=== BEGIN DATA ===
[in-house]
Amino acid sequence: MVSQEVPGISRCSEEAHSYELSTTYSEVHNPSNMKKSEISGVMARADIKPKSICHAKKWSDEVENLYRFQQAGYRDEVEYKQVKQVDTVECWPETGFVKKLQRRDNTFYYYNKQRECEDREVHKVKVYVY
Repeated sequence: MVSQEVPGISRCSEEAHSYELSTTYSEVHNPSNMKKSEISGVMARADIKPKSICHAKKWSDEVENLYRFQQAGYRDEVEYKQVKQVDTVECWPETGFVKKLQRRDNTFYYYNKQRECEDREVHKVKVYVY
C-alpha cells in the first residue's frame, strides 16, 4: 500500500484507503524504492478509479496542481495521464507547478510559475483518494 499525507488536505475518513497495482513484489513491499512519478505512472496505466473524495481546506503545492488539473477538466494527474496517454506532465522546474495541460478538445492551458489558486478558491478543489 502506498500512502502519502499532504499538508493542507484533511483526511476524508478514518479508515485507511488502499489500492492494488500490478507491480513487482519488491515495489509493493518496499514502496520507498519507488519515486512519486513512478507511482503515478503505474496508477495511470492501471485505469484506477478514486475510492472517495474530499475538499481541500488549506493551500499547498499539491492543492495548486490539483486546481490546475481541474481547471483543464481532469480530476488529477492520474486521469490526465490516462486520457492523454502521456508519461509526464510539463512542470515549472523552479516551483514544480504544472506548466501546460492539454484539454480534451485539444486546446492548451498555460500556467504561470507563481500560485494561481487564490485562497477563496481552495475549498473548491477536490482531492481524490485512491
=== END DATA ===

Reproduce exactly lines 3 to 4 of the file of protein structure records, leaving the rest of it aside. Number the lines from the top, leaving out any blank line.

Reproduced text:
Repeated sequence: MVSQEVPGISRCSEEAHSYELSTTYSEVHNPSNMKKSEISGVMARADIKPKSICHAKKWSDEVENLYRFQQAGYRDEVEYKQVKQVDTVECWPETGFVKKLQRRDNTFYYYNKQRECEDREVHKVKVYVY
C-alpha cells in the first residue's frame, strides 16, 4: 500500500484507503524504492478509479496542481495521464507547478510559475483518494 499525507488536505475518513497495482513484489513491499512519478505512472496505466473524495481546506503545492488539473477538466494527474496517454506532465522546474495541460478538445492551458489558486478558491478543489 502506498500512502502519502499532504499538508493542507484533511483526511476524508478514518479508515485507511488502499489500492492494488500490478507491480513487482519488491515495489509493493518496499514502496520507498519507488519515486512519486513512478507511482503515478503505474496508477495511470492501471485505469484506477478514486475510492472517495474530499475538499481541500488549506493551500499547498499539491492543492495548486490539483486546481490546475481541474481547471483543464481532469480530476488529477492520474486521469490526465490516462486520457492523454502521456508519461509526464510539463512542470515549472523552479516551483514544480504544472506548466501546460492539454484539454480534451485539444486546446492548451498555460500556467504561470507563481500560485494561481487564490485562497477563496481552495475549498473548491477536490482531492481524490485512491